Carnegie Council presents the 12 best essays from our 2013 Trans-Pacific Contest, a pioneering exercise in student collaboration. These outstanding pieces touch on issues ranging from the ethical implications of sweatshops, to cybersecurity, to climate change. Read their essays in magazine form or download the PDF.
Syria and the Just Use of Force Short of War
The Obama administration has spoken of punishing the Assad regime, of deterring future attacks, of reinforcing the norm against chemical weapons use, and of diminishing the regime's military capabilities. Consistently, these threats have been framed in the language of force short of war. How do we judge if such an action is morally justified?
Update from the Carnegie Global Oregon Learning Community | 09/17/2013 The Carnegie Global Oregon Freshman Interest Group and learning community (CGO) is a pioneering effort that partners the University of Oregon with Carnegie Council to create a combined course-based and extra-curricular "convocation to commencement" program for students to learn about and practice an ethical orientation in all that they do.
A Lifeline for Peace in Syria--and for Obama | 09/16/2013 Why are we so reluctant to say the following? The overriding priority is to end the killing; defanging the Syrian chemical weapons complex will be difficult and long-term, although the U.S.-Russia agreement offers a bold, if challenging, timetable; and Russia has come up with a better idea than we could, and we are prepared to follow and support its lead.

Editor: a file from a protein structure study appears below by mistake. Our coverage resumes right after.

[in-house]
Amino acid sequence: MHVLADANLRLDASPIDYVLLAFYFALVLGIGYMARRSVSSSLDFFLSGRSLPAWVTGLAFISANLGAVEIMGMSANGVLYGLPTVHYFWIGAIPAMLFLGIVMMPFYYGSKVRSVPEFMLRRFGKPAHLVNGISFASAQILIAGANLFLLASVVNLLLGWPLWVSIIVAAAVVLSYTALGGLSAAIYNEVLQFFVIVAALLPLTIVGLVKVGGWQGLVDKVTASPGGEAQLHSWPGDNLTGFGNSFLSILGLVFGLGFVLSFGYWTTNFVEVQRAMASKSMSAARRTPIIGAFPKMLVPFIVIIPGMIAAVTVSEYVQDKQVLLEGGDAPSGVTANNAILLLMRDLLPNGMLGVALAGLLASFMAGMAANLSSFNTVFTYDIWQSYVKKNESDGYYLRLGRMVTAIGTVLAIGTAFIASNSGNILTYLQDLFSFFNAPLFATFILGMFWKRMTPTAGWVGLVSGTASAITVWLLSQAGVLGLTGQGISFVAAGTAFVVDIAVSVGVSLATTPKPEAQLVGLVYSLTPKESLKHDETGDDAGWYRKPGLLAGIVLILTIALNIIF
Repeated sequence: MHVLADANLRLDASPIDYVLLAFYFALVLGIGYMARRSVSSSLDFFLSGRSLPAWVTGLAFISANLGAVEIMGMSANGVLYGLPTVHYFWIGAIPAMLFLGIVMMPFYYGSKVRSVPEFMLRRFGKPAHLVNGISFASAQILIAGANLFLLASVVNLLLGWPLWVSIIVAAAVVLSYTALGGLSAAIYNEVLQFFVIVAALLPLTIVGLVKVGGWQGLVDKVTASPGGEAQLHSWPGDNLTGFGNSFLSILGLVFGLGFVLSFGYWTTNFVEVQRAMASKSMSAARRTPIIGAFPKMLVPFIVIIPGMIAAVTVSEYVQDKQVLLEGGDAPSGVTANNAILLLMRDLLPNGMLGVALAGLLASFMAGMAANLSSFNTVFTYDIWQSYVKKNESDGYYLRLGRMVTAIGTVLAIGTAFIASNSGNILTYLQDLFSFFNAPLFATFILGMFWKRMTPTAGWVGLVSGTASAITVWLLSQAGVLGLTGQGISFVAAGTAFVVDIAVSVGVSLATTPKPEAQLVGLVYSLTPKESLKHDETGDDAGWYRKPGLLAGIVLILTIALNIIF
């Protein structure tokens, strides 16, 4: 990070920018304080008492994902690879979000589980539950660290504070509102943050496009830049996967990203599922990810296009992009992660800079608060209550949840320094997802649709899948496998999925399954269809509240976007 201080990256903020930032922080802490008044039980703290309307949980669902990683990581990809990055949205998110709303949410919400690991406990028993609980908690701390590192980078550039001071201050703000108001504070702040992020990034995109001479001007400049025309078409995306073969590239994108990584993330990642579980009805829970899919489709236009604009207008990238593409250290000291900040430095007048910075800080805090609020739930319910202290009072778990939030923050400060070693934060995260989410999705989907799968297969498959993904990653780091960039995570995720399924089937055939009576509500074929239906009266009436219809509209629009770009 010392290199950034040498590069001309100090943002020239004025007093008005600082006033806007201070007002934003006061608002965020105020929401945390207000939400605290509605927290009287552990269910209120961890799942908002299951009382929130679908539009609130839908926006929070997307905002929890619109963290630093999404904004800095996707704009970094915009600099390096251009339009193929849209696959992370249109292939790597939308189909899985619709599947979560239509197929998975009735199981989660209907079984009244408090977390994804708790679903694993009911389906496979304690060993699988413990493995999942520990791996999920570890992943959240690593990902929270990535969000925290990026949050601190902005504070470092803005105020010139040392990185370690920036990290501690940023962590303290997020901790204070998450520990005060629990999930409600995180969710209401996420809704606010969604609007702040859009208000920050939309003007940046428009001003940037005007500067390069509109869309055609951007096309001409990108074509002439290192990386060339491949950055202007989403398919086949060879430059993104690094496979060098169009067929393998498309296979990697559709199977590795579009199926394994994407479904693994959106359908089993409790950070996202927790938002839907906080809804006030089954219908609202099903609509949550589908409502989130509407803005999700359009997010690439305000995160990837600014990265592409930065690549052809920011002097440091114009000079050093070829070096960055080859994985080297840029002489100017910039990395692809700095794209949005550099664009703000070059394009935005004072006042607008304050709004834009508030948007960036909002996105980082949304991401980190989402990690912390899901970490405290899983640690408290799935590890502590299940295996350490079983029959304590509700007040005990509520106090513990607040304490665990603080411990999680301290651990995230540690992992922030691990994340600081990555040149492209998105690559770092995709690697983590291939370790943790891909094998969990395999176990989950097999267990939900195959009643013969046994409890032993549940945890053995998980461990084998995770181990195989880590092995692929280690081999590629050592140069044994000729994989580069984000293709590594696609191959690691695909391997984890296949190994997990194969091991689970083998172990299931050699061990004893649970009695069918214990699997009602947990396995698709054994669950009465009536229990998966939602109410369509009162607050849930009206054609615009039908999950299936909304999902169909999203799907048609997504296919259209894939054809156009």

Field Trip to West Point Military Academy | 09/13/2013 After touring the academy, Carnegie New Leaders were priveleged to have a lengthy discussion with Major Fishback over dinner. This conversation provided an invaluable opportunity to explore issues such as the ethical dilemmas of war, implications of new technology, and changes in America's military, as well as lessons of ethical leadership.
Living With Injustice: Lessons from 1963
This year marks the 50th anniversary of the writing of three seminal texts in 20th century philosophy. An examination of these texts--by King, Arendt, and Levinas--illustrates their timelessness, and their importance in articulating and responding to contemporary injustice.